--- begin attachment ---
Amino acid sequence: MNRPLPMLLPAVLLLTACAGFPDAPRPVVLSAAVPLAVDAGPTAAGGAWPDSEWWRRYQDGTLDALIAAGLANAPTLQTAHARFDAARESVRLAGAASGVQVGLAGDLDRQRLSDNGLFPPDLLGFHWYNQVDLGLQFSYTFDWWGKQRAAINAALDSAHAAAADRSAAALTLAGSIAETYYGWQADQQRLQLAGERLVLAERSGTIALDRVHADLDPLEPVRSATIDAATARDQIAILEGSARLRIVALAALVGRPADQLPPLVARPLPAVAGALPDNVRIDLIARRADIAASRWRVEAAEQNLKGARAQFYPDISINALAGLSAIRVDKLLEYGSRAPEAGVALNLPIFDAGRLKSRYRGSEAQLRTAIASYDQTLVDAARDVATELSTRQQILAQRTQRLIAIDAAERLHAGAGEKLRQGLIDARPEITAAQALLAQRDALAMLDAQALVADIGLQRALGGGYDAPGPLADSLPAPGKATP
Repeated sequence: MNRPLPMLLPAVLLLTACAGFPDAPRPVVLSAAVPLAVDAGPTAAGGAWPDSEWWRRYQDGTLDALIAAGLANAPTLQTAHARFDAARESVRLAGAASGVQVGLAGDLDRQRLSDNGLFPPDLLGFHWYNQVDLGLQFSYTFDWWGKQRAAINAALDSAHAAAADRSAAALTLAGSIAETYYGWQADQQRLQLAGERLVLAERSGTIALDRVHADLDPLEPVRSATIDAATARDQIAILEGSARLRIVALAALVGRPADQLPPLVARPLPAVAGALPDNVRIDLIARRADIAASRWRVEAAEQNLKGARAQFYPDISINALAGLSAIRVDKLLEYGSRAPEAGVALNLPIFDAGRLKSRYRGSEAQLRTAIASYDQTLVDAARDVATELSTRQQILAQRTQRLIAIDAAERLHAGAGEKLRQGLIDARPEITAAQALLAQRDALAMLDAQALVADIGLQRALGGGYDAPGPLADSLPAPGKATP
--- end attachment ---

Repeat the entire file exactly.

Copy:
Amino acid sequence: MNRPLPMLLPAVLLLTACAGFPDAPRPVVLSAAVPLAVDAGPTAAGGAWPDSEWWRRYQDGTLDALIAAGLANAPTLQTAHARFDAARESVRLAGAASGVQVGLAGDLDRQRLSDNGLFPPDLLGFHWYNQVDLGLQFSYTFDWWGKQRAAINAALDSAHAAAADRSAAALTLAGSIAETYYGWQADQQRLQLAGERLVLAERSGTIALDRVHADLDPLEPVRSATIDAATARDQIAILEGSARLRIVALAALVGRPADQLPPLVARPLPAVAGALPDNVRIDLIARRADIAASRWRVEAAEQNLKGARAQFYPDISINALAGLSAIRVDKLLEYGSRAPEAGVALNLPIFDAGRLKSRYRGSEAQLRTAIASYDQTLVDAARDVATELSTRQQILAQRTQRLIAIDAAERLHAGAGEKLRQGLIDARPEITAAQALLAQRDALAMLDAQALVADIGLQRALGGGYDAPGPLADSLPAPGKATP
Repeated sequence: MNRPLPMLLPAVLLLTACAGFPDAPRPVVLSAAVPLAVDAGPTAAGGAWPDSEWWRRYQDGTLDALIAAGLANAPTLQTAHARFDAARESVRLAGAASGVQVGLAGDLDRQRLSDNGLFPPDLLGFHWYNQVDLGLQFSYTFDWWGKQRAAINAALDSAHAAAADRSAAALTLAGSIAETYYGWQADQQRLQLAGERLVLAERSGTIALDRVHADLDPLEPVRSATIDAATARDQIAILEGSARLRIVALAALVGRPADQLPPLVARPLPAVAGALPDNVRIDLIARRADIAASRWRVEAAEQNLKGARAQFYPDISINALAGLSAIRVDKLLEYGSRAPEAGVALNLPIFDAGRLKSRYRGSEAQLRTAIASYDQTLVDAARDVATELSTRQQILAQRTQRLIAIDAAERLHAGAGEKLRQGLIDARPEITAAQALLAQRDALAMLDAQALVADIGLQRALGGGYDAPGPLADSLPAPGKATP